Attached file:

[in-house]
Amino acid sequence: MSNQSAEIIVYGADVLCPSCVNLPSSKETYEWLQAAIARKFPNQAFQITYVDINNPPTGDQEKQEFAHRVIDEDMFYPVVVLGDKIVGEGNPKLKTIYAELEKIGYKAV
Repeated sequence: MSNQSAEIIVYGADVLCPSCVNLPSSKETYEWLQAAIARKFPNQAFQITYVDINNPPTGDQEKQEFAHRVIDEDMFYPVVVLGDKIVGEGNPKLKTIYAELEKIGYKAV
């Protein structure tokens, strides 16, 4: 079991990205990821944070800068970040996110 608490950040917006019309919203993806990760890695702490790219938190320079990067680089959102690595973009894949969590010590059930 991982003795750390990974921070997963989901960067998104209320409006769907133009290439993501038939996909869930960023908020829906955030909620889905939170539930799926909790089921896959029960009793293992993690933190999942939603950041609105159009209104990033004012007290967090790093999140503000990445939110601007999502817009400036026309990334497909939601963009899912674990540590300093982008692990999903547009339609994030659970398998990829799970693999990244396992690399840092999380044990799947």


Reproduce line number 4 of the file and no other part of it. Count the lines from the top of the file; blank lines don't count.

């Protein structure tokens, strides 16, 4: 079991990205990821944070800068970040996110 608490950040917006019309919203993806990760890695702490790219938190320079990067680089959102690595973009894949969590010590059930 991982003795750390990974921070997963989901960067998104209320409006769907133009290439993501038939996909869930960023908020829906955030909620889905939170539930799926909790089921896959029960009793293992993690933190999942939603950041609105159009209104990033004012007290967090790093999140503000990445939110601007999502817009400036026309990334497909939601963009899912674990540590300093982008692990999903547009339609994030659970398998990829799970693999990244396992690399840092999380044990799947």